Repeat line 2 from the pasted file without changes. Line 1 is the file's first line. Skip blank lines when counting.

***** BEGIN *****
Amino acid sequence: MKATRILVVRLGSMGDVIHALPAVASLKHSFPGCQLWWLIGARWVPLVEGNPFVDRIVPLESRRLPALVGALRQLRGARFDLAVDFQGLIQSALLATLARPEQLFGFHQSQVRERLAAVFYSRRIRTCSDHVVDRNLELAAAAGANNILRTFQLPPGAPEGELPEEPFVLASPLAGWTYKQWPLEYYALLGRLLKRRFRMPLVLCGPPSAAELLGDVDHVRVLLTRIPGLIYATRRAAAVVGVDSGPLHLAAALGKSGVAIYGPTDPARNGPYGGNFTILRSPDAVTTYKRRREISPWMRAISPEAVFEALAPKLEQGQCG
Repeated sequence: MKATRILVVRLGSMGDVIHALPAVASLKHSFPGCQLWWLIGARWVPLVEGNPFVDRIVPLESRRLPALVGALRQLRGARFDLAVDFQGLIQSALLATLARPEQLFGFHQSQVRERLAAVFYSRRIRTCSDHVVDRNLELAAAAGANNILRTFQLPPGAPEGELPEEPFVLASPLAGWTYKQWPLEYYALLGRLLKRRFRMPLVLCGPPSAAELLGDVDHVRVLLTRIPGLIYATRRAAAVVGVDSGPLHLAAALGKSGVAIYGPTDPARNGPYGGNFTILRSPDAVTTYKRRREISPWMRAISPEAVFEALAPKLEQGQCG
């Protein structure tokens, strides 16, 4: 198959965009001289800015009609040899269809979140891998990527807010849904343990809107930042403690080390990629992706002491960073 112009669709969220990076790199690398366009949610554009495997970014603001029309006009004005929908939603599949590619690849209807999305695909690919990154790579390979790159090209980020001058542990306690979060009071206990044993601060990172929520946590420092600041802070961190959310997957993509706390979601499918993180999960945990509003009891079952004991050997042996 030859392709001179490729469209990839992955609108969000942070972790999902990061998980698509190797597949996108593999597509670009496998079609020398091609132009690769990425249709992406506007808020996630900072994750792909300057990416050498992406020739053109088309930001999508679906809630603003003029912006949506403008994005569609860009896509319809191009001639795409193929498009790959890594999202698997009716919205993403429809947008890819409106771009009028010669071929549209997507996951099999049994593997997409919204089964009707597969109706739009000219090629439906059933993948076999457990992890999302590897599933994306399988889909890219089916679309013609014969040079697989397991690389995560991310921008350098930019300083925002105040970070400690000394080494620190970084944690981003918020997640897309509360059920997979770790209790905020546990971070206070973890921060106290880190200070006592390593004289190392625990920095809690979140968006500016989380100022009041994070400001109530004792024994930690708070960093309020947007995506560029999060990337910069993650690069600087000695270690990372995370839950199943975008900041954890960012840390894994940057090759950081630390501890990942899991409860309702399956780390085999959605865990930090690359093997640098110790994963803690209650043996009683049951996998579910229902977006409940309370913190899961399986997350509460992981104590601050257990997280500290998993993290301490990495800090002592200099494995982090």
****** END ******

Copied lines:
Repeated sequence: MKATRILVVRLGSMGDVIHALPAVASLKHSFPGCQLWWLIGARWVPLVEGNPFVDRIVPLESRRLPALVGALRQLRGARFDLAVDFQGLIQSALLATLARPEQLFGFHQSQVRERLAAVFYSRRIRTCSDHVVDRNLELAAAAGANNILRTFQLPPGAPEGELPEEPFVLASPLAGWTYKQWPLEYYALLGRLLKRRFRMPLVLCGPPSAAELLGDVDHVRVLLTRIPGLIYATRRAAAVVGVDSGPLHLAAALGKSGVAIYGPTDPARNGPYGGNFTILRSPDAVTTYKRRREISPWMRAISPEAVFEALAPKLEQGQCG